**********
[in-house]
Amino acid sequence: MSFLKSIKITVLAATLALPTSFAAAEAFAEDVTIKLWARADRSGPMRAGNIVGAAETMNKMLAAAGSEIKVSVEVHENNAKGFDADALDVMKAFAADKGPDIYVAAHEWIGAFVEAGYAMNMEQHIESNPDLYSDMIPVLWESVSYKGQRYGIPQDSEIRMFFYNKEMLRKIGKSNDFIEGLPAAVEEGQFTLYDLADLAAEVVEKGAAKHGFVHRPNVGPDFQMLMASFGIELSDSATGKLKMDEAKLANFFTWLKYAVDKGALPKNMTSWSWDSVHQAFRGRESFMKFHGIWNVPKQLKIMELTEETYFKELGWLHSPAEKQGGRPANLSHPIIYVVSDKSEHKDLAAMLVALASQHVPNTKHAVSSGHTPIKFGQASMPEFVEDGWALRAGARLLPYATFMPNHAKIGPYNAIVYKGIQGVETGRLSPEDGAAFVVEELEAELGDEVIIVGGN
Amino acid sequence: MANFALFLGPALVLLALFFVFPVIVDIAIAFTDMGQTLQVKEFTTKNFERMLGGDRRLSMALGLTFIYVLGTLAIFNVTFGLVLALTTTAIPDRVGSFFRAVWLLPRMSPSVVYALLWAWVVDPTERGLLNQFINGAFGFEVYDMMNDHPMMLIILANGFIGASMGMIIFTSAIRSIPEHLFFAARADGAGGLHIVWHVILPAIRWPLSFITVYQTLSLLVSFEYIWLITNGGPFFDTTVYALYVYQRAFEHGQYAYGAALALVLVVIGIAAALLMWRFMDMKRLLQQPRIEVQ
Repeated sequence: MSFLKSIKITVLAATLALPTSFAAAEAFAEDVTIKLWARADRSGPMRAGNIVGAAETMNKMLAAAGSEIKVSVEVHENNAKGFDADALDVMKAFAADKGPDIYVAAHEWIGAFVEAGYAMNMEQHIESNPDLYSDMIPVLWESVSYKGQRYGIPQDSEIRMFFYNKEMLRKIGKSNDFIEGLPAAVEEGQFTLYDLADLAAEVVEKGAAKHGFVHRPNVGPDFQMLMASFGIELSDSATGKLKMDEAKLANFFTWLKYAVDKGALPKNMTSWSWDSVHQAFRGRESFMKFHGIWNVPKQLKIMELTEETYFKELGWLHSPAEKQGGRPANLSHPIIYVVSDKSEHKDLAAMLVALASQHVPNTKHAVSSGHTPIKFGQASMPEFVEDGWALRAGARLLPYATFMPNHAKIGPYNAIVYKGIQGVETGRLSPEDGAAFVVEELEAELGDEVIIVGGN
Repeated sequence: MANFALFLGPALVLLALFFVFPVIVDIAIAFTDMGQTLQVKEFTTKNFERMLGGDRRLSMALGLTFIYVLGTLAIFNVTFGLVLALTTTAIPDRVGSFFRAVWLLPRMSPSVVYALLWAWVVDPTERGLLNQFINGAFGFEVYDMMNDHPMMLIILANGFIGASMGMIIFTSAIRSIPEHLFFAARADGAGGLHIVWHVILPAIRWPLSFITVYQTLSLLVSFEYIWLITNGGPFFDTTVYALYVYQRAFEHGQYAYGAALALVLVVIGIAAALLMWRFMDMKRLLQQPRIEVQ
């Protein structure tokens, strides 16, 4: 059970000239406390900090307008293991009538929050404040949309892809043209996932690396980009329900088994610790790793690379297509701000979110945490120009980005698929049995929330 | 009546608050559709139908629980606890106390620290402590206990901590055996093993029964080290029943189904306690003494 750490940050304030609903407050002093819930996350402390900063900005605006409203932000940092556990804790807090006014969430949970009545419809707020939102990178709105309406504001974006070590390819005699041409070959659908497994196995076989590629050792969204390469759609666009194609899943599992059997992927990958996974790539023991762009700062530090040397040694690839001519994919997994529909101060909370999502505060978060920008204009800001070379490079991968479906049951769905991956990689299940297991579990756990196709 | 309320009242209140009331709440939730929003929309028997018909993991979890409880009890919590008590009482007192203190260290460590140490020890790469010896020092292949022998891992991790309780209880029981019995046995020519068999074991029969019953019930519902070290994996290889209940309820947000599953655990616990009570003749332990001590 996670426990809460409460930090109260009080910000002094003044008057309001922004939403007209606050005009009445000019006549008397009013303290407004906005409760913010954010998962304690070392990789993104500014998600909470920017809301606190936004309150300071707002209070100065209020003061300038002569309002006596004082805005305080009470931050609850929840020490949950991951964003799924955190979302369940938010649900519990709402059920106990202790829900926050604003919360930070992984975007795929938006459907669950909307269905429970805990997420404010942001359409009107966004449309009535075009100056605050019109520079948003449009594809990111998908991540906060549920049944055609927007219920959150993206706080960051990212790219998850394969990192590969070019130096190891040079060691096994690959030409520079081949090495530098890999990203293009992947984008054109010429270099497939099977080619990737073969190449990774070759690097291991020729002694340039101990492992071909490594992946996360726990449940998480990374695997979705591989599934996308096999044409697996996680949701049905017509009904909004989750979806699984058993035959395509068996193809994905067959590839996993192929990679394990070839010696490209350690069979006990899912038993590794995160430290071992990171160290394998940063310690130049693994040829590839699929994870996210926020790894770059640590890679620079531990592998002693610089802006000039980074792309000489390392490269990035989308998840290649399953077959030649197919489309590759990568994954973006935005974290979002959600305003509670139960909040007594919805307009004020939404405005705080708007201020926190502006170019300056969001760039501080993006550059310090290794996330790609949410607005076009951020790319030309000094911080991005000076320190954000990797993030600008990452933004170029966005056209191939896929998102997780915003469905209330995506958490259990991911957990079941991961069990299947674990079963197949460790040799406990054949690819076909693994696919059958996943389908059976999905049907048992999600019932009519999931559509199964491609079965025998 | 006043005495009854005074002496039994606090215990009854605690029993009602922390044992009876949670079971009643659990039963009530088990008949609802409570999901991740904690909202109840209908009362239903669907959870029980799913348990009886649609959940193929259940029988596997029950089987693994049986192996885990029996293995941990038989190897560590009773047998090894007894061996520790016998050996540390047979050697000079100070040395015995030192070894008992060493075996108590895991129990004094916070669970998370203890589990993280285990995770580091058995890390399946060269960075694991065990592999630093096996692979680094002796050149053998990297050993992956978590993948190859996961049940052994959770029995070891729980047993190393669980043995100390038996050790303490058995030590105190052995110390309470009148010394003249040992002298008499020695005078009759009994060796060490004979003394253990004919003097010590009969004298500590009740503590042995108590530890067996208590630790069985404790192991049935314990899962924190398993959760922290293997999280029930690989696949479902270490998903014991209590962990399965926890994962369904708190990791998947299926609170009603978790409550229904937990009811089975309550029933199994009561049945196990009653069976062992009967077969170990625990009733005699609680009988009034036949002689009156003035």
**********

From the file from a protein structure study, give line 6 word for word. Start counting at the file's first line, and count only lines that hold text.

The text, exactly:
């Protein structure tokens, strides 16, 4: 059970000239406390900090307008293991009538929050404040949309892809043209996932690396980009329900088994610790790793690379297509701000979110945490120009980005698929049995929330 | 009546608050559709139908629980606890106390620290402590206990901590055996093993029964080290029943189904306690003494 750490940050304030609903407050002093819930996350402390900063900005605006409203932000940092556990804790807090006014969430949970009545419809707020939102990178709105309406504001974006070590390819005699041409070959659908497994196995076989590629050792969204390469759609666009194609899943599992059997992927990958996974790539023991762009700062530090040397040694690839001519994919997994529909101060909370999502505060978060920008204009800001070379490079991968479906049951769905991956990689299940297991579990756990196709 | 309320009242209140009331709440939730929003929309028997018909993991979890409880009890919590008590009482007192203190260290460590140490020890790469010896020092292949022998891992991790309780209880029981019995046995020519068999074991029969019953019930519902070290994996290889209940309820947000599953655990616990009570003749332990001590 996670426990809460409460930090109260009080910000002094003044008057309001922004939403007209606050005009009445000019006549008397009013303290407004906005409760913010954010998962304690070392990789993104500014998600909470920017809301606190936004309150300071707002209070100065209020003061300038002569309002006596004082805005305080009470931050609850929840020490949950991951964003799924955190979302369940938010649900519990709402059920106990202790829900926050604003919360930070992984975007795929938006459907669950909307269905429970805990997420404010942001359409009107966004449309009535075009100056605050019109520079948003449009594809990111998908991540906060549920049944055609927007219920959150993206706080960051990212790219998850394969990192590969070019130096190891040079060691096994690959030409520079081949090495530098890999990203293009992947984008054109010429270099497939099977080619990737073969190449990774070759690097291991020729002694340039101990492992071909490594992946996360726990449940998480990374695997979705591989599934996308096999044409697996996680949701049905017509009904909004989750979806699984058993035959395509068996193809994905067959590839996993192929990679394990070839010696490209350690069979006990899912038993590794995160430290071992990171160290394998940063310690130049693994040829590839699929994870996210926020790894770059640590890679620079531990592998002693610089802006000039980074792309000489390392490269990035989308998840290649399953077959030649197919489309590759990568994954973006935005974290979002959600305003509670139960909040007594919805307009004020939404405005705080708007201020926190502006170019300056969001760039501080993006550059310090290794996330790609949410607005076009951020790319030309000094911080991005000076320190954000990797993030600008990452933004170029966005056209191939896929998102997780915003469905209330995506958490259990991911957990079941991961069990299947674990079963197949460790040799406990054949690819076909693994696919059958996943389908059976999905049907048992999600019932009519999931559509199964491609079965025998 | 006043005495009854005074002496039994606090215990009854605690029993009602922390044992009876949670079971009643659990039963009530088990008949609802409570999901991740904690909202109840209908009362239903669907959870029980799913348990009886649609959940193929259940029988596997029950089987693994049986192996885990029996293995941990038989190897560590009773047998090894007894061996520790016998050996540390047979050697000079100070040395015995030192070894008992060493075996108590895991129990004094916070669970998370203890589990993280285990995770580091058995890390399946060269960075694991065990592999630093096996692979680094002796050149053998990297050993992956978590993948190859996961049940052994959770029995070891729980047993190393669980043995100390038996050790303490058995030590105190052995110390309470009148010394003249040992002298008499020695005078009759009994060796060490004979003394253990004919003097010590009969004298500590009740503590042995108590530890067996208590630790069985404790192991049935314990899962924190398993959760922290293997999280029930690989696949479902270490998903014991209590962990399965926890994962369904708190990791998947299926609170009603978790409550229904937990009811089975309550029933199994009561049945196990009653069976062992009967077969170990625990009733005699609680009988009034036949002689009156003035």